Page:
"A man who has friends must himself be friendly."1
The North American Indians had no written language before they met the white man. Their language, however, was far from primitive. Many of the Indians had as many words in their vocabulary as their English and French exploiters. Some of their words were much more picturesque, too. For example, "friend" to the Indians was "one-who-carries-my-sorrows-on-his-back."
Every one of us needs at least one trusted Indian-type friend with whom we can share our deepest sorrows and disappointments. We all need a helping hand and a listening ear when we're going through difficult times; a shoulder to cry on when we are hurting, loving arms to hug us when we are lonely, and a good friend to laugh with us when we are happy.
Choose friends who are encouragers. Avoid as far as possible friends who are negative—and those "who are cursed with the affliction to give advice" when it is neither asked for nor wanted. They're not your friends. They will drain you. Being loving doesn't mean that we let people walk over us. Being "as Jesus" to people often requires tough love which, when necessary, is the most loving thing to do.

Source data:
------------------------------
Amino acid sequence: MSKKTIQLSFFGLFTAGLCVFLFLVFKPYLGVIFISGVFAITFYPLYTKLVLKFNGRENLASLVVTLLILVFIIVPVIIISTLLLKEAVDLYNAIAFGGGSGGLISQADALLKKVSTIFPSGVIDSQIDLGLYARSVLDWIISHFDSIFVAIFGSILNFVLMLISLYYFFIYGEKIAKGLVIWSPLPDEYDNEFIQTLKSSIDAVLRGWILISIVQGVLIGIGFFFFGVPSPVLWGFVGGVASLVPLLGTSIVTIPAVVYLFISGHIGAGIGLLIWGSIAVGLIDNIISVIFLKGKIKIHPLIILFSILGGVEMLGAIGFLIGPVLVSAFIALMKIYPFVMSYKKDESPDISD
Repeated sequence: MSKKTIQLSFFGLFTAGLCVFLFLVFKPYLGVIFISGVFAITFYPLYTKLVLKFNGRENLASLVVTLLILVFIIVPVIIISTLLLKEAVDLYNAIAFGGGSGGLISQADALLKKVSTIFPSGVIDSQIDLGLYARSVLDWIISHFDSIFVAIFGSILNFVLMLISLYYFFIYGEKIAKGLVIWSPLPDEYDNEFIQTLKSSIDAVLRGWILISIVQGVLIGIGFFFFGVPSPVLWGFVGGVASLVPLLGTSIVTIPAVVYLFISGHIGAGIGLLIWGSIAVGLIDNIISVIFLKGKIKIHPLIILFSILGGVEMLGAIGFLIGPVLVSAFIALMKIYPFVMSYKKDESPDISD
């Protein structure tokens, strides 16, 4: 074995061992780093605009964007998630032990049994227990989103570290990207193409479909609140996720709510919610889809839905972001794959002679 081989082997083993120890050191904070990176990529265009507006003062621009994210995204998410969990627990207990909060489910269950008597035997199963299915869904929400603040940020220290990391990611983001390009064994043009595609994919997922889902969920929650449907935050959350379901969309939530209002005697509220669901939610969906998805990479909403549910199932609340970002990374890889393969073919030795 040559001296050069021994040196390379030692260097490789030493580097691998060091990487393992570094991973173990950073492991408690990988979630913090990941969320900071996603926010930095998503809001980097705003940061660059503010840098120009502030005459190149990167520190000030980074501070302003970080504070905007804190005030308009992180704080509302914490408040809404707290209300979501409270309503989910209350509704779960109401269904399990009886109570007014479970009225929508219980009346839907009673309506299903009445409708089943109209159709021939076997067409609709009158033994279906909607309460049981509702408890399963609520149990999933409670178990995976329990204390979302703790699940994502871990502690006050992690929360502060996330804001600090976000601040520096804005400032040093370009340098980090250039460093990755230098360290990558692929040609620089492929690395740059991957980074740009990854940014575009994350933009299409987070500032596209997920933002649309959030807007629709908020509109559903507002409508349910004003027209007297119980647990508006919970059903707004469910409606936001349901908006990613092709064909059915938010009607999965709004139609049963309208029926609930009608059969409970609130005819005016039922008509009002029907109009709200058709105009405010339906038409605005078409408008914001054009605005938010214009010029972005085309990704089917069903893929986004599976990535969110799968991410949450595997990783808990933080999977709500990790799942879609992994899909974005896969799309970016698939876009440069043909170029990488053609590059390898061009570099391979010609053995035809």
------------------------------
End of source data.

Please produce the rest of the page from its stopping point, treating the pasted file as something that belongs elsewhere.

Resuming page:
And most important of all … be an Indian-type friend!
Suggested prayer: "Dear God, please help me to be an Indian-type friend to others and at the same time not allow others to walk over me. Give me the wisdom to know when to exercise tough love and the courage to do this when called for—but always in the Spirit and love of Jesus. Thank you for hearing and answering my prayer. Gratefully, in Jesus' name, amen."
1. Proverbs 18:24 (NKJV).